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Mattson has been delegate to Democratic conventions since 1976
Oct. 5, 2012
Amid the speeches and pageantry, viewers of last month’s Democratic National Convention just may have seen – besides Michelle Obama, Bill Clinton and many others – CCRI’s own Edna O’Neill Mattson in the crowd.
Mattson, the coordinator of facility usebased at the Knight Campus, has been attending Democratic Conventions since 1976. She has met presidents and vice presidents, presidential hopefuls, and senators, congressman and governors galore while helping to shape American political history.
Rhode Island sent 40 delegates to the DNC this year in Charlotte, N.C. , (19 attended the Republican National Convention), all of whom were elected in a similar way to candidates for local offices. Mattson first ran in 1976 and she was the first woman to be a party chairperson in Rhode Island. She has since become the Rhode Island Democratic Party’s vice chair and national committeewoman.
The convention in 1976 was held in New York City and nominated Jimmy Carter for his only successful White House run. “It felt fantastic,” Mattson said. “It was very exciting. I was in awe.”
She added, “At a convention you meet a wonderful cross-section of people from all over the country: teachers, workmen, doctors and lawyers – great people.”
There is more to a convention for either party than just what is shown on TV, Mattson said. During the day, thousands of delegates attend forums on many topics and discuss the party’s platform. Formal and informal discussions and official open forums abound, concerning campaign strategy and the issues of the day.
And sometimes there is even drama at night during the nomination process. A criticism of political conventions is that, for all the televised spectacle, they represent a foregone conclusion: Who didn’t know that Barack Obama and Mitt Romney would emerge as the nominated candidates for 2012?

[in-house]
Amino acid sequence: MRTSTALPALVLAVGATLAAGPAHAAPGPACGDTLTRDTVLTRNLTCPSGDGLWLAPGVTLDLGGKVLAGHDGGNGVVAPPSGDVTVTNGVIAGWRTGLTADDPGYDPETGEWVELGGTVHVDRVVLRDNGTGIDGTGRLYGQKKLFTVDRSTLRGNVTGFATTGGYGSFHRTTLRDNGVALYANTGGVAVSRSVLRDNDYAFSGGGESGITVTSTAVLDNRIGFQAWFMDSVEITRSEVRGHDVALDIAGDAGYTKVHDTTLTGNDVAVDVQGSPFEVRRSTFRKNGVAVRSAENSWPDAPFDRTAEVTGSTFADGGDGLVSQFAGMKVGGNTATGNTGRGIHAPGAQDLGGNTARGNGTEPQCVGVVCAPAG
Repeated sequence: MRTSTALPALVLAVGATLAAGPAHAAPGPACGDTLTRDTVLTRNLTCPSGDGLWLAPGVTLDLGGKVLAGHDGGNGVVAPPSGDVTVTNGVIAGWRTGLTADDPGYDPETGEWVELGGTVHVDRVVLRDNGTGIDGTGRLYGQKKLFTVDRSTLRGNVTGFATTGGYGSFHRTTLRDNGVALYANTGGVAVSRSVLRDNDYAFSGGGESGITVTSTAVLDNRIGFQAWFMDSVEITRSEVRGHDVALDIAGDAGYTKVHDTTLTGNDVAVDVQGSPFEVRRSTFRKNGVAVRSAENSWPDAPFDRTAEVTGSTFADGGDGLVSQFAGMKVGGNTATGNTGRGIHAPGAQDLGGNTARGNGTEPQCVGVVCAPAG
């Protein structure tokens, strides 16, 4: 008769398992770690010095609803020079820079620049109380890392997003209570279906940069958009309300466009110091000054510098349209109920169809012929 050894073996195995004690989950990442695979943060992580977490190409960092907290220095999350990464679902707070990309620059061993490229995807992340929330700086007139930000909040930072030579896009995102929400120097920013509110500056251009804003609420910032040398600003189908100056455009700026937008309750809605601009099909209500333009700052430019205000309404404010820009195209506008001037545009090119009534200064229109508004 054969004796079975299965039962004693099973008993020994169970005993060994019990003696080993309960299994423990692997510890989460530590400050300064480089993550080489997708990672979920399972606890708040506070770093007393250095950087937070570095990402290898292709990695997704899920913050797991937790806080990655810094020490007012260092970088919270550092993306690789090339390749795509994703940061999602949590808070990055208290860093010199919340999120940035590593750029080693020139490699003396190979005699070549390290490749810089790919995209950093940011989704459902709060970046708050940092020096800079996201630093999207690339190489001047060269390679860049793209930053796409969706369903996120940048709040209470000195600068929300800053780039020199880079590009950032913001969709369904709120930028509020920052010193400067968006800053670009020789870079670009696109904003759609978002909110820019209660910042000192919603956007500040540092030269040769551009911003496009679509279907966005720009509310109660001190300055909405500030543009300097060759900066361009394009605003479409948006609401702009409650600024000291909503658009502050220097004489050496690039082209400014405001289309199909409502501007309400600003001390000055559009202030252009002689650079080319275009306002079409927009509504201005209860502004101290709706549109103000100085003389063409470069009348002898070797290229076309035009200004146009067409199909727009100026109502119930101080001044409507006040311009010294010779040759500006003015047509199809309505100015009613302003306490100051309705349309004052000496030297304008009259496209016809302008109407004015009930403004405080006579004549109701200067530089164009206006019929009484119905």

But twice in Mattson’s experience, in 2008 and 1980, there were down-to-the-wire nomination battles. Historians and political junkies consider the latter, in particular, a significant event.
At the New York City Democratic National Convention in 1980, President Carter was seeking nomination to run for a second term against the up-and-coming governor of California, Ronald Reagan. Sitting presidents almost always receive the nomination but, toward the end of Carter’s first term, a dip in the economy and the unresolved Iranian hostage crisis (revolutionaries had stormed the U.S. embassy and taken hostages) shook confidence in him.
Massachusetts Sen. Ted Kennedy ran a strong primary challenge against Carter. He seemingly entered the convention without enough primary votes to secure the nomination but sought a rules change that would allow delegates pledged to Carter (as decided by the primaries within their states) to switch their votes to Kennedy.
Mattson was a pledged Kennedy delegate at the time and remembers the fervent activity that accompanied his plan. Political scientists regard this nomination fight, carried out on live television, as one of the most exciting convention events of the 20th century and it was the last time that a member of either party used this tactic.
“It was a little more volatile than it is today but we worked it out,” Mattson said. Because Carter is from Georgia, “the South just would not vote for Ted Kennedy at that time.”
The nomination outcome was similarly in doubt in 2008 during the contest between Obama and Hillary Clinton, Mattson said, but it lacked the historic import of Kennedy’s attempted rules change.
“That went right up until the end,” Mattson said. “It was never a slam dunk for either of them.”
Mattson traces her involvement with politics, and the Democratic Party in particular, to when she briefly met President and Mrs. Roosevelt on a family trip to Washington, D.C. Her interest in politics snowballed from there, encouraged by her politically active parents. Mattson’s first job for a political campaign came when she was 10 years old, stuffing envelopes for John F. Kennedy’s 1947 congressional run.
“I still stuff envelopes now but I’ve added a lot more responsibilities,” she said.
Since the Roosevelts, Mattson has met or at least seen speeches by many people who have made it into the history books – including some of recent history’s also-rans. “Walter Mondale was, I thought, a fine gentleman and I liked Hubert Humphrey as well,” Mattson said. “He had a great way about him.”
Mondale was Carter’s vice president and lost his presidential campaign against Reagan in 1984; Hubert Humphrey, Lyndon Johnson’s vice president, ran for president in 1968 and 1972 and served as a senator until his death in 1978.
Mattson met Hillary Clinton and John Glenn during their presidential runs. Glenn, the famous astronaut and Ohio senator, ran in 1984. “John Glenn would have made a great president and so would Hillary Clinton,” Mattson said.
Mattson said she is not interested in running for office herself but attends conventions because of her love of the democratic process. “I enjoy civics and democracy and U.S. history,” she said. “I think that we’re remiss in our education system for not teaching more U.S. history.”